A Study in Scarlet: The Beautifully Reproduced, Fully Illustrated 1893 Edition, With Introduction

A Study in Scarlet: The Beautifully Reproduced, Fully Illustrated 1893 Edition, With Introduction

by Arthur Conan Doyle

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Overview

A Study in Scarlet: The Beautifully Reproduced, Fully Illustrated 1893 Edition, With Introduction by Arthur Conan Doyle

The definitive e-book version of A Study In Scarlet, the brilliant detective novel that first introduced the world to Sherlock Holmes.

Complete with the stunning illustrations and typographic flourishes of the 1893 publication of Arthur Conan Doyle’s story, we see Dr Watson move into Holmes’ flat at 221B Baker Street. Soon, the pair are investigating a murder at an abandoned manor, where a mysterious message has been left in blood on one wall – and we begin to see the genius of Holmes’ detective mind at work.

This beautiful, painstakingly-produced Apostrophe Books version of A Study In Scarlet includes an introduction about Sherlock Holmes by Dr Joseph Bell and original illustrations by George Hutchinson.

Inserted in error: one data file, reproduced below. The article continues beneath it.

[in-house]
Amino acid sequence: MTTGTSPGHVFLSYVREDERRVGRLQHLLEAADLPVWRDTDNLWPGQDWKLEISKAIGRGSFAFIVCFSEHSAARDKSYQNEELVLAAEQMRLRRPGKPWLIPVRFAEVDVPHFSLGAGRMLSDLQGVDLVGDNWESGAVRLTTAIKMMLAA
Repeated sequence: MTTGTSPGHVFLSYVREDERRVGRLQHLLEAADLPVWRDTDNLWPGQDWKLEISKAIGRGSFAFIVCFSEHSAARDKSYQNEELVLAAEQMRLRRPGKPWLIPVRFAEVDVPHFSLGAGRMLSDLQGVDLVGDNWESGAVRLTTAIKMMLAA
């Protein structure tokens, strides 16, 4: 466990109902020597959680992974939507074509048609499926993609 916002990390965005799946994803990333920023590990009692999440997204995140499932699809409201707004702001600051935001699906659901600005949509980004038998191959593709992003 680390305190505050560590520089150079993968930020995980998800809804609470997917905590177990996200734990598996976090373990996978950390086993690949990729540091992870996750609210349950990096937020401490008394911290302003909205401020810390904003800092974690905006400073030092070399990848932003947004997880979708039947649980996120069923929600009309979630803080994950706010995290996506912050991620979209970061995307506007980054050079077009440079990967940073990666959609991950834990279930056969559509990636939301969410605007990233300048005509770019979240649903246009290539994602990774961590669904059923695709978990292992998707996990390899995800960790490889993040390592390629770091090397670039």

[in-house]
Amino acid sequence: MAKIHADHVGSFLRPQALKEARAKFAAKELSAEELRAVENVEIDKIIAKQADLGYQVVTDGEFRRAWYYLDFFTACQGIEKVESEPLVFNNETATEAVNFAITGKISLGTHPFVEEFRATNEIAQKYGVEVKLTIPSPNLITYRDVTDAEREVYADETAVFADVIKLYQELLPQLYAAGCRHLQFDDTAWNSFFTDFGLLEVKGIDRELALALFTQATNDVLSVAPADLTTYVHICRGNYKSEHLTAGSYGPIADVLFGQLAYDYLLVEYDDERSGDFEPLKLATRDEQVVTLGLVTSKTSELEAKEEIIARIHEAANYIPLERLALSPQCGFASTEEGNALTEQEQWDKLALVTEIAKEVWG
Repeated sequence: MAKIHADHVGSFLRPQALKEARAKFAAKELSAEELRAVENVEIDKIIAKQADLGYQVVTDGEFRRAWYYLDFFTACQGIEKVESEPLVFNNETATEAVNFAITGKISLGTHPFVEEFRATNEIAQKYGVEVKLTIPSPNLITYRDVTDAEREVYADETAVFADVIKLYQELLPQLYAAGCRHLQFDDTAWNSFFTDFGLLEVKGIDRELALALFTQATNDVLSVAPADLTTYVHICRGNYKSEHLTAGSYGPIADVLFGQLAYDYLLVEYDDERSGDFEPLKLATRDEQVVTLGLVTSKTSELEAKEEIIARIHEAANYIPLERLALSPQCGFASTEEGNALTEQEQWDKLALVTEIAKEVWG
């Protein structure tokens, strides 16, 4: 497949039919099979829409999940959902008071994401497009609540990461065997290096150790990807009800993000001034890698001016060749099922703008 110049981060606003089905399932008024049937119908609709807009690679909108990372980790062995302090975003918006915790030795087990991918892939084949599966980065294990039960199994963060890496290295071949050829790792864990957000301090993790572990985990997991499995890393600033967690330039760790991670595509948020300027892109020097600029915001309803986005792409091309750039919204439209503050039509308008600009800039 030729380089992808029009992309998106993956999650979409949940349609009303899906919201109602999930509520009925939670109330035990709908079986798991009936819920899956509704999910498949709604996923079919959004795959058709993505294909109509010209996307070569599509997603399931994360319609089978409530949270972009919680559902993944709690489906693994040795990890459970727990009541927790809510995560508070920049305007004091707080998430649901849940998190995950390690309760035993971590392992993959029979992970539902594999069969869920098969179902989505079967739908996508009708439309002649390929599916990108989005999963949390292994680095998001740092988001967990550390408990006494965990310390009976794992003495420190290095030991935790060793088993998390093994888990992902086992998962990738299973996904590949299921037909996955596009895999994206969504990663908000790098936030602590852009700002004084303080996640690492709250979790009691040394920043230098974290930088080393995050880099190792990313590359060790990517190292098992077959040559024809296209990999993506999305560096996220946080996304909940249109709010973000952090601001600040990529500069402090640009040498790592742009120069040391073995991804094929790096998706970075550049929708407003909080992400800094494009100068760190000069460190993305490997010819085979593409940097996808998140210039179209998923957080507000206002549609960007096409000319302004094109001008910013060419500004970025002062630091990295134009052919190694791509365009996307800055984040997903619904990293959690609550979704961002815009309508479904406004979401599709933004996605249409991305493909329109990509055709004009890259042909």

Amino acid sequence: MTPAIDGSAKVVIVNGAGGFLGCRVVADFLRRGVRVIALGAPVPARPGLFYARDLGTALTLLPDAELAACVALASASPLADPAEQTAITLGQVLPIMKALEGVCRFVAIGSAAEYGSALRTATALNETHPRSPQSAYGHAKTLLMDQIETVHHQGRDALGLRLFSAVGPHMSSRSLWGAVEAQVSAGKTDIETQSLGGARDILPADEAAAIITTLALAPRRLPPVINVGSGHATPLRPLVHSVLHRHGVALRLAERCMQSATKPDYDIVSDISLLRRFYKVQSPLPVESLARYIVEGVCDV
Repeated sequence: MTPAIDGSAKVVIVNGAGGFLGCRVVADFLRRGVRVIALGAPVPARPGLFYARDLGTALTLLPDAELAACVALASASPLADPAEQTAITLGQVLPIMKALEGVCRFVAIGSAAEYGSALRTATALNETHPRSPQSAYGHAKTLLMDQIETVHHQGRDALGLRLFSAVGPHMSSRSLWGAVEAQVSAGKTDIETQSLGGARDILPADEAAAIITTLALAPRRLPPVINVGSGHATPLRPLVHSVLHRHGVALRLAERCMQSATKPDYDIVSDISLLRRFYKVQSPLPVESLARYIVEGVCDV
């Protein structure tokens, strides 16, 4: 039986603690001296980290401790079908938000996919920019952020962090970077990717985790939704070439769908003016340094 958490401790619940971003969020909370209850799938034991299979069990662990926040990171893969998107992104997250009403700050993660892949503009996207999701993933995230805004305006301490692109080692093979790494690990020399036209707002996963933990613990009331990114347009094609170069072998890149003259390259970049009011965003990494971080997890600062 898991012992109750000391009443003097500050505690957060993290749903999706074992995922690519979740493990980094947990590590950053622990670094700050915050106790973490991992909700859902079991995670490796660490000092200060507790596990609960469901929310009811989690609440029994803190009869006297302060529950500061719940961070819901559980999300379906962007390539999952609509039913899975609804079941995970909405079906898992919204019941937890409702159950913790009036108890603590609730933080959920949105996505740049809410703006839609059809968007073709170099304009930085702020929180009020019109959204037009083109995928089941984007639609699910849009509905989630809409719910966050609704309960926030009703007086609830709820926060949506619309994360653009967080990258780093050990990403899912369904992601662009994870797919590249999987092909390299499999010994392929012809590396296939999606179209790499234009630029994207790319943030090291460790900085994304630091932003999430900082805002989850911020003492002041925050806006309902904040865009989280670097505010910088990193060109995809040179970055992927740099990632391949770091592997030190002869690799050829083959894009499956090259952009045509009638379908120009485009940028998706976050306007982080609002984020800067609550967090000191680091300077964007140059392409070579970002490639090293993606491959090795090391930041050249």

Product Details

ISBN-13: 9781908556691
Publisher: Apostrophe Books Ltd
Publication date: 08/01/2013
Sold by: Barnes & Noble
Format: NOOK Book
Pages: 159
File size: 7 MB

About the Author

A prolific author of books, short stories, poetry, and more, the Scottish writer Sir Arthur Conan Doyle (1859-1930) is best known for the creation of one of literature’s most vivid and enduring characters: Sherlock Holmes. Through detailed observation, vast knowledge, and brilliant deduction, Holmes and his trusted friend, Dr. Watson, step into the swirling fog of Victorian London to rescue the innocent, confound the guilty, and solve the most perplexing puzzles known to literature.

Date of Birth:

May 22, 1859

Date of Death:

July 7, 1930

Place of Birth:

Edinburgh, Scotland

Place of Death:

Crowborough, Sussex, England

Education:

Edinburgh University, B.M., 1881; M.D., 1885

Read an Excerpt

Worn with pain, and weak from the prolonged hardships which I had undergone, I was removed, with a great train of wounded sufferers, to the base hospital at Peshawar. Here I rallied, and had already improved so far as to be able to walk about the wards, and even to bask a little upon the verandah, when I was struck down by enteric fever, that curse of our Indian possessions. For months my life was despaired of, and when at last I came to myself and became convalescent, I was so weak and emaciated that a medical board determined that not a day should be lost in sending me back to England. I was dispatched, accordingly, in the troopship Orontes, and landed a month later on Portsmouth jetty, with my health irretrievably ruined, but with permission from a paternal government to spend the next nine months in attempting to improve it.

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